Hint $\ $ First prove by induction this lemma: an increasing function stays $\ge$ its initial value, i.e. $\rm\:f(n\!+\!1)\ge f(n)\:\Rightarrow\:f(n)\ge f(0).$ Now apply this lemma to the function $\rm\:f(n) = 2^n\! - n,\:$ which is increasing by $\rm\:f(n\!+\!1)-f(n) = 2^n\!-1 \ge 0.\:$ Thus, by the lemma, $\rm\:f(n)\ge f(0) = 1,\:$ so $\rm\:2^n > n.$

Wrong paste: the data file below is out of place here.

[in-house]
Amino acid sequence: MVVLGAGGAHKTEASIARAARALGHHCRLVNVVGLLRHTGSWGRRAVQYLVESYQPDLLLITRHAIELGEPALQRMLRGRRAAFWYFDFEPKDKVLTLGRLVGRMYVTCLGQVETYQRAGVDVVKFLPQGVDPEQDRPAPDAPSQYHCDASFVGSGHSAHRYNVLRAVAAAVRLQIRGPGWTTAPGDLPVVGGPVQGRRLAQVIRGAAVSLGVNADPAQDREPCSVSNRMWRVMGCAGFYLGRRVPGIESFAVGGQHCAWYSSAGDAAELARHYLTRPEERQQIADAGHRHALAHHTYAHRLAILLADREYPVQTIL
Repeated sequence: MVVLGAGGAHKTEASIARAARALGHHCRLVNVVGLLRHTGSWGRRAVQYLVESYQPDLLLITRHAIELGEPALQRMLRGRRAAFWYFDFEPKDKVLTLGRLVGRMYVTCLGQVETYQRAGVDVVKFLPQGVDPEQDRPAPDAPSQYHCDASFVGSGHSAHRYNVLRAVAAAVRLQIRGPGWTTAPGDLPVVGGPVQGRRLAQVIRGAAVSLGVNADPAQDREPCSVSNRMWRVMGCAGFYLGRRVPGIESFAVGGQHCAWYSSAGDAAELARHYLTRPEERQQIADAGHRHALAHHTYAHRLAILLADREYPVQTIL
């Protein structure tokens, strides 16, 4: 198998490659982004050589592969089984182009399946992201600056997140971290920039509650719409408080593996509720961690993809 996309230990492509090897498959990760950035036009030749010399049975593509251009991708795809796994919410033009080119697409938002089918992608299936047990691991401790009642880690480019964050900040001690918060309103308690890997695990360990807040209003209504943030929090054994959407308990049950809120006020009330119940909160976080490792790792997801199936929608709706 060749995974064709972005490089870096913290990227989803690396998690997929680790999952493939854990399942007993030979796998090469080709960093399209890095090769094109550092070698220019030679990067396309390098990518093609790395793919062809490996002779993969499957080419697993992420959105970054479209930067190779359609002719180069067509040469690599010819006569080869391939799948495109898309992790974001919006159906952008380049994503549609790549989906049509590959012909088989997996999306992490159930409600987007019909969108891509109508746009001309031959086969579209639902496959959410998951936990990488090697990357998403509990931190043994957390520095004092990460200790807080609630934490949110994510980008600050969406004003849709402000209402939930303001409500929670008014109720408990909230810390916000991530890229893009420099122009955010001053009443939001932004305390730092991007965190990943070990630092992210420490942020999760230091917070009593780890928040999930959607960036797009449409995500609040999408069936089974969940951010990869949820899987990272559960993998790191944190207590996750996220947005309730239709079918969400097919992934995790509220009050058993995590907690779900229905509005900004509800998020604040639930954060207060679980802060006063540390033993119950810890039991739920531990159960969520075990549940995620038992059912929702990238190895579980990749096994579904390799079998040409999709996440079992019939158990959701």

Remark $\ $ Note that we reduce the proof to the same inequality as in Will's answer: $\rm\:2^n \ge 1$ (which, itself, may require an inductive proof, depending on the context). But here we've injected the additional insight that the inductive proof of the inequality can be viewed as a special case of the inductive proof of the inequality that an increasing function stays $\ge$ its initial value - which lends much conceptual insight into the induction process. Further, by abstracting out the lemma, we now have a tool that can be reused for analogous inductive proofs (and this simple tool often does the job - see my many prior posts on telescopy for further examples and discussion).